Although the tent was crowded with living history — President Obama, Rep. John Lewis, Colin Powell, Steve Case, Al Sharpton and Laura Bush — the speakers at the groundbreaking of the Smithsonian African American museum emphasized the future.

And not just the impact of having the National Museum of African American History and Culture on the Mall. Not only the building. But also the learning legacy it will give the children of the coming generations.

“The time will come when few people remember drinking from a ‘colored’ water fountain or boarding a segregated bus, or hearing in person Dr. King’s voice boom down from the Lincoln Memorial,” said Obama, explaining what the new museum will teach. He spoke about his family’s future and how the museum will intersect with Americans far away from many essential points of history.

“In moments like this . . . I think about my daughters,” he said. “When our children look at Harriet Tubman’s shawl or Nat Turner’s Bible . . . I don’t want them to be seen as figures somehow larger than life. I want them to see how ordinary Americans could do extraordinary things.”

The groundbreaking Wednesday symbolized a determined step forward to having a presence on the Mall tell the story of the African American experience. The museum, authorized in 2003 by Congress, has been raising money (about $100 million so far) and collecting artifacts (about 20,000 to date) for the building. The museum is expected to cost $500 million and open in 2015.

Dignitaries — including Laura Bush, a member of the museum’s council — moved some sandy earth around with silver shovels.

Speakers at the 90-minute ceremony, attended by 600 invited guests and anchored by actress Phylicia Rashad, stressed that the museum will not only tell the African American story, but also an American story.

“We must tell the story, the whole story of the last 400 years, without anger or apology,’’ said Lewis (D-Ga.), who introduced the legislation in the House to create the museum. Former senator Sam Brownback (R), now the governor of Kansas, said the museum would have a factual and emotional sweep. “The African American people have experienced the worst of our shortcomings,” he said. Yet “America’s grandchildren,” Brownback said, would see “the triumph of the African American people.’”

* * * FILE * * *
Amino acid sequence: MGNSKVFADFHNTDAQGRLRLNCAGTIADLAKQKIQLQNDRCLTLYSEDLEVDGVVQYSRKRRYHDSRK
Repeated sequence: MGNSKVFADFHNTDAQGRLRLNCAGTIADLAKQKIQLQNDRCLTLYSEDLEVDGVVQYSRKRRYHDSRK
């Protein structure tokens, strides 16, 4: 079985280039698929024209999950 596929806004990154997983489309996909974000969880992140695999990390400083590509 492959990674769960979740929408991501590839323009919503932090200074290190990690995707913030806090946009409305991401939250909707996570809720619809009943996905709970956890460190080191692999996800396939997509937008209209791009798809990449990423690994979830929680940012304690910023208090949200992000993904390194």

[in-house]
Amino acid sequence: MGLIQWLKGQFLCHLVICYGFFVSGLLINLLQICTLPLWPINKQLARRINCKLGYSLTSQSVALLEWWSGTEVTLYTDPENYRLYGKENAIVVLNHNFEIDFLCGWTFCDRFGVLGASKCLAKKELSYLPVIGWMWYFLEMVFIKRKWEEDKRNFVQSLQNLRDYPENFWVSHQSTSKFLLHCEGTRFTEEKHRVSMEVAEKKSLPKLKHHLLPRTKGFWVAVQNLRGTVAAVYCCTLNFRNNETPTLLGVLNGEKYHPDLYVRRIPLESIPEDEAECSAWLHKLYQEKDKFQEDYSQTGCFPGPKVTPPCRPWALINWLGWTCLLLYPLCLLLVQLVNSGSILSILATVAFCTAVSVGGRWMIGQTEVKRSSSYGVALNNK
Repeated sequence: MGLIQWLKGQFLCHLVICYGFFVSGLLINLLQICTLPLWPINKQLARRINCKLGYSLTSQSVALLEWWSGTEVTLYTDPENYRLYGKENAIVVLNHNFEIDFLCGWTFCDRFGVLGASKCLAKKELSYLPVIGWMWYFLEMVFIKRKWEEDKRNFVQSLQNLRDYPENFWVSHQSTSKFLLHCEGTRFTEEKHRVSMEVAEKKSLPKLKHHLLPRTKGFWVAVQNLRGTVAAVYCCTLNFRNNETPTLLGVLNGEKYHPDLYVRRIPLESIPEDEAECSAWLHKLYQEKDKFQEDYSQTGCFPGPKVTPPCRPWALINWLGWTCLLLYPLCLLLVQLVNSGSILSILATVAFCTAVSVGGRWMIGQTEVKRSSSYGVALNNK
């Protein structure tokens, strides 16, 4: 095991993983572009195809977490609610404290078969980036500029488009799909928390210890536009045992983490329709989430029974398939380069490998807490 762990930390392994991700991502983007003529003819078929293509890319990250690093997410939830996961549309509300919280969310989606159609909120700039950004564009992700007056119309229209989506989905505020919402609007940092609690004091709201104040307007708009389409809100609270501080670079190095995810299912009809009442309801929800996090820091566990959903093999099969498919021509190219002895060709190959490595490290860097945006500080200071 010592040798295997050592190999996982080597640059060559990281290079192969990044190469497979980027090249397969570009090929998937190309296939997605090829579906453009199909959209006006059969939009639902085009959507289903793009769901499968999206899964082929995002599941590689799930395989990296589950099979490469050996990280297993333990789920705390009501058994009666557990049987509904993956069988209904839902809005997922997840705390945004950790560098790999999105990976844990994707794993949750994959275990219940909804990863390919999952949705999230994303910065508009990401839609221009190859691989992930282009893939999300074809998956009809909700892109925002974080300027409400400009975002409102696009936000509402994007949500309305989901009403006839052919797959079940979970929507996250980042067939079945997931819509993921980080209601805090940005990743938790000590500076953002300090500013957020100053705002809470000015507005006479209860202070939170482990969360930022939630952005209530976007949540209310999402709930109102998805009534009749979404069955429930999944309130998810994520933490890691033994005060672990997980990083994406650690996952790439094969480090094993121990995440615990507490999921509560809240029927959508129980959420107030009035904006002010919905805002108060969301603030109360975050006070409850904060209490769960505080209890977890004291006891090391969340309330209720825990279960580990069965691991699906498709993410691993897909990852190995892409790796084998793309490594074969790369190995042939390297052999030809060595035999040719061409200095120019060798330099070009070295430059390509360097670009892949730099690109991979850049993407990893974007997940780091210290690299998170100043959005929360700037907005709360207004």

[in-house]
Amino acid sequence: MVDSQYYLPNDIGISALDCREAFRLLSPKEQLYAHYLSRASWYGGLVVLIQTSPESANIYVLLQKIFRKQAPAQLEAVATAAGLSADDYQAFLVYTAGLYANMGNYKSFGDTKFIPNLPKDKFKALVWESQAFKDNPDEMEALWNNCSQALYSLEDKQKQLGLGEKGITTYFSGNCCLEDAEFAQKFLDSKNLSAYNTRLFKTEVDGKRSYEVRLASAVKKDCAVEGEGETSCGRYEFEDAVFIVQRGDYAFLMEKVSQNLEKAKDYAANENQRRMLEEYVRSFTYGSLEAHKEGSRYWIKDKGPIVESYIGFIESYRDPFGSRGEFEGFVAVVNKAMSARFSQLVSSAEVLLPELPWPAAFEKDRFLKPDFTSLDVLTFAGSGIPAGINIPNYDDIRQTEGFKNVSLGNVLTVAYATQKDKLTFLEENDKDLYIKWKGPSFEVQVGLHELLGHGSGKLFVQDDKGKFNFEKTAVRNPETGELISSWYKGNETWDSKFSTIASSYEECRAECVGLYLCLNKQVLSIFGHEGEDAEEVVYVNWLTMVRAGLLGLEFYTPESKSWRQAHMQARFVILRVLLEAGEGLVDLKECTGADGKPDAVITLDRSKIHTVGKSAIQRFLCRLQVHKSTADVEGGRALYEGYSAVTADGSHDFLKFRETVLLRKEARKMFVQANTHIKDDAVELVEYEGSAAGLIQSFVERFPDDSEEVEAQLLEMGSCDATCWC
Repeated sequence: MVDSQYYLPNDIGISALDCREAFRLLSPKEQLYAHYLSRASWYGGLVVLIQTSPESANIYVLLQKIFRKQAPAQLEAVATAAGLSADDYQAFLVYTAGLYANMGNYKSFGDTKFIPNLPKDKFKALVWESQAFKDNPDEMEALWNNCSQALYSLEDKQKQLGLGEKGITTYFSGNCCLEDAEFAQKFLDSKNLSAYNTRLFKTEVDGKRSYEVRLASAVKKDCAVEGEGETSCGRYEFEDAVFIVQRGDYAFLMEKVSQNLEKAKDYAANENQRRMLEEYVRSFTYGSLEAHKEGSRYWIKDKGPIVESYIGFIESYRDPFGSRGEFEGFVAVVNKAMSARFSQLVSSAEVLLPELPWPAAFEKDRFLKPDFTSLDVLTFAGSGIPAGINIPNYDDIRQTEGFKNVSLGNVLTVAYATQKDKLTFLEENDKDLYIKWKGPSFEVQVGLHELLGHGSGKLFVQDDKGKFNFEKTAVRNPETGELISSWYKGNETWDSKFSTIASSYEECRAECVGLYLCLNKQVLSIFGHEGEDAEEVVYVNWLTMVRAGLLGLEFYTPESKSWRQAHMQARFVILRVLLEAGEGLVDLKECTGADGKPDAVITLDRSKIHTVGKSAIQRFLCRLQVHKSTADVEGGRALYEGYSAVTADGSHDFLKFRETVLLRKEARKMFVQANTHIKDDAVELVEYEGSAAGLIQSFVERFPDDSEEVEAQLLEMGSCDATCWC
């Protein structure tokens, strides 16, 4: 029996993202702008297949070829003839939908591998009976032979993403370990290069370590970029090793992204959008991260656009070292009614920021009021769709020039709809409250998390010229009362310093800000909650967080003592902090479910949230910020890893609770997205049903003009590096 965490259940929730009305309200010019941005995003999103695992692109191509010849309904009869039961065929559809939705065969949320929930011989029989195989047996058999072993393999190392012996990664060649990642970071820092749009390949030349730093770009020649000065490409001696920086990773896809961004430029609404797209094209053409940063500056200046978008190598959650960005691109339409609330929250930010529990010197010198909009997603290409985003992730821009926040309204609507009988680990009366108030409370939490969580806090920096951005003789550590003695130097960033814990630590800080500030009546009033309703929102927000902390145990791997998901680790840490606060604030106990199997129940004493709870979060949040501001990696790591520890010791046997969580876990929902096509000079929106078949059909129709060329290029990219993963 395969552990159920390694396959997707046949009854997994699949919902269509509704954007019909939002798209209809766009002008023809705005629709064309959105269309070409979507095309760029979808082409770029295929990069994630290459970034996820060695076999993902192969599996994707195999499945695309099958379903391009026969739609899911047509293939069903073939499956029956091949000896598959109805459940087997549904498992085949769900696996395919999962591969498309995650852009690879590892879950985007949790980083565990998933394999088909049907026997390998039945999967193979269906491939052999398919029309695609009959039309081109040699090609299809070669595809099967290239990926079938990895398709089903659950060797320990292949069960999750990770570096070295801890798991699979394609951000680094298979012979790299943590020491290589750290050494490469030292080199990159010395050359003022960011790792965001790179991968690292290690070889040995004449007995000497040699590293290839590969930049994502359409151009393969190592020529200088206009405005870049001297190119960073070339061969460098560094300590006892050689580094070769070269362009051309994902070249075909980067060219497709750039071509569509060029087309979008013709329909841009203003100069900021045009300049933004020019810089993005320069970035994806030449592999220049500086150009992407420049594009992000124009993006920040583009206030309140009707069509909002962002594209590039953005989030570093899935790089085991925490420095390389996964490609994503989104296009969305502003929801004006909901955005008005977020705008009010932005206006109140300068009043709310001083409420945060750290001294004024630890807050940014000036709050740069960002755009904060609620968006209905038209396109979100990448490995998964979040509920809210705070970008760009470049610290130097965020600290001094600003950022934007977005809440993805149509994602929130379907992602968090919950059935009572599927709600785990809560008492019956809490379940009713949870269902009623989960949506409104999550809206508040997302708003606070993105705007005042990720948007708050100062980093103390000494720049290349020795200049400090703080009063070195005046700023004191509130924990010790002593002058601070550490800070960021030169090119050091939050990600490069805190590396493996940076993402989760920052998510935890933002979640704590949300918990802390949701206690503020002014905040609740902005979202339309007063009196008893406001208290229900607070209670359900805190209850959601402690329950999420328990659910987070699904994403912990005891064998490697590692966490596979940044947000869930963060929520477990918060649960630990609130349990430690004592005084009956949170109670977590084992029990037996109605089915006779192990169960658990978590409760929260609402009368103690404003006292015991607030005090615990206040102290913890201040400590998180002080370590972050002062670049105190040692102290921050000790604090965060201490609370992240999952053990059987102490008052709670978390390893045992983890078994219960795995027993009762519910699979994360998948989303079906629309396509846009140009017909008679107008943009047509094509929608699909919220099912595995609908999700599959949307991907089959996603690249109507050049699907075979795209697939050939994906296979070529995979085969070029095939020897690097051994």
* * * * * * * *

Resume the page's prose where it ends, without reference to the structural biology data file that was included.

The museum’s journey and the role of black life in Washington was underscored by Bush, who told of the slaves who helped build the White House and the U.S. Capitol and how “Lincoln was horrified by the sight of the slave pens” within view of the latter. She described how President Lyndon Johnson fought for civil rights legislation. Of the museum, she said, she was “glad it will stand next to the monument to our first president, George Washington, who freed his slaves in his will.”

The program previewed the rhetorical styles and the music legacies that will most likely be celebrated in the museum. Mezzo-soprano Denyce Graves, a native Washingtonian, sang the national anthem. Thomas Hampson performed from the William Grant Still and Aaron Copland songbooks. Jason Moran, a jazz pianist, played Duke Ellington. Several choirs joined Graves and Hampson on a finale of the traditional “Lift Every Voice and Sing.”

The Rev. Calvin O. Butts III, pastor of the historic Abyssinian Baptist Church in New York, combined a number of poems and hymns to point out that success is visible, but not complete, with the election of Obama, the establishment of the Martin Luther King Jr. Memorial and now the museum. D.C. Mayor Vincent C. Gray echoed that thought. The museum, he said, will be a “tangible manifestation of Dr. King’s dream.”

The museum will not erase the tragedies and struggles that are part of the African American story. The Smithsonian itself is guilty of both racism and contrition, said Richard Kurin, the institution’s undersecretary for history, art and culture: Joseph Henry, an early Smithsonian secretary, refused to let Frederick Douglass speak at a series on abolition, he said, and during the Poor People’s Campaign of 1968, some told the Smithsonian to close its doors to the predominantly black people camped on the Mall. Dillon Ripley, then-secretary, balked at the suggestion and kept the museum open late. “Frederick Douglass’s words will certainly be heard in the rooms of the Smithsonian,” Kurin said.

The museum has been a goal of many generations of black Americans, dating to efforts of Civil War veterans. The narrative within the museum will include the decades of slavery before the Civil War, the history of that conflict, the Reconstruction and Jim Crow eras and the modern civil rights movement. Parts of the museum will be devoted to sports, entertainment, politics and the stories of communities who have been critical to the African American story.

All of that is important, Lewis said, but he said he was looking forward to the museum if only to rest “my tired feet in a cafe.”